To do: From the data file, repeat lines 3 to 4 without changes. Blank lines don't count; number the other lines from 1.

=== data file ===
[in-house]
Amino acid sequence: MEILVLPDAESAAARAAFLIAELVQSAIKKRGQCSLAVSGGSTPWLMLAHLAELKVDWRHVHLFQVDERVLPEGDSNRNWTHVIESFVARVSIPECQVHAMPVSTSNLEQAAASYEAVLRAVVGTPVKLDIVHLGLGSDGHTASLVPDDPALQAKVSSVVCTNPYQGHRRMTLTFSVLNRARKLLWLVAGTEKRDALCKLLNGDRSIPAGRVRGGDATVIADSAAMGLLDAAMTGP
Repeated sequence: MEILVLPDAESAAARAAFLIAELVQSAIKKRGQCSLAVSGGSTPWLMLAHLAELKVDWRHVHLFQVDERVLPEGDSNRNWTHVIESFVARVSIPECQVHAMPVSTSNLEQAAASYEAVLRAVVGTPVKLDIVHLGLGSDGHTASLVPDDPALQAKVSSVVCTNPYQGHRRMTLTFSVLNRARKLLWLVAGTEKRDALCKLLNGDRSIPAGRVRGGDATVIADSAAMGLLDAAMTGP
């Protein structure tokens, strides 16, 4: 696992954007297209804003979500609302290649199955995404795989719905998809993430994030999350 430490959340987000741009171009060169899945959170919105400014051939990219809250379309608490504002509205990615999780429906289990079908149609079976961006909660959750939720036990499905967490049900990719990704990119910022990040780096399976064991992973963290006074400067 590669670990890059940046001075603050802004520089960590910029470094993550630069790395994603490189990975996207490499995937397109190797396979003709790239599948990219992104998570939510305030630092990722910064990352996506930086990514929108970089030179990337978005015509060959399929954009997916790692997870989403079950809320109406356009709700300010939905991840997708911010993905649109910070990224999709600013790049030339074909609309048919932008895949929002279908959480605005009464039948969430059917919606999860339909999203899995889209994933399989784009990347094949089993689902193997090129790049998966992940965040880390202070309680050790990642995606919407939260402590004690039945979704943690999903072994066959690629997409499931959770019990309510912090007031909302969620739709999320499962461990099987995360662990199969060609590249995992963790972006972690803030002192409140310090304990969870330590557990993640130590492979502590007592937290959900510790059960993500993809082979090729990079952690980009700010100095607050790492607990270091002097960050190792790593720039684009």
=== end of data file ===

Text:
Repeated sequence: MEILVLPDAESAAARAAFLIAELVQSAIKKRGQCSLAVSGGSTPWLMLAHLAELKVDWRHVHLFQVDERVLPEGDSNRNWTHVIESFVARVSIPECQVHAMPVSTSNLEQAAASYEAVLRAVVGTPVKLDIVHLGLGSDGHTASLVPDDPALQAKVSSVVCTNPYQGHRRMTLTFSVLNRARKLLWLVAGTEKRDALCKLLNGDRSIPAGRVRGGDATVIADSAAMGLLDAAMTGP
């Protein structure tokens, strides 16, 4: 696992954007297209804003979500609302290649199955995404795989719905998809993430994030999350 430490959340987000741009171009060169899945959170919105400014051939990219809250379309608490504002509205990615999780429906289990079908149609079976961006909660959750939720036990499905967490049900990719990704990119910022990040780096399976064991992973963290006074400067 590669670990890059940046001075603050802004520089960590910029470094993550630069790395994603490189990975996207490499995937397109190797396979003709790239599948990219992104998570939510305030630092990722910064990352996506930086990514929108970089030179990337978005015509060959399929954009997916790692997870989403079950809320109406356009709700300010939905991840997708911010993905649109910070990224999709600013790049030339074909609309048919932008895949929002279908959480605005009464039948969430059917919606999860339909999203899995889209994933399989784009990347094949089993689902193997090129790049998966992940965040880390202070309680050790990642995606919407939260402590004690039945979704943690999903072994066959690629997409499931959770019990309510912090007031909302969620739709999320499962461990099987995360662990199969060609590249995992963790972006972690803030002192409140310090304990969870330590557990993640130590492979502590007592937290959900510790059960993500993809082979090729990079952690980009700010100095607050790492607990270091002097960050190792790593720039684009």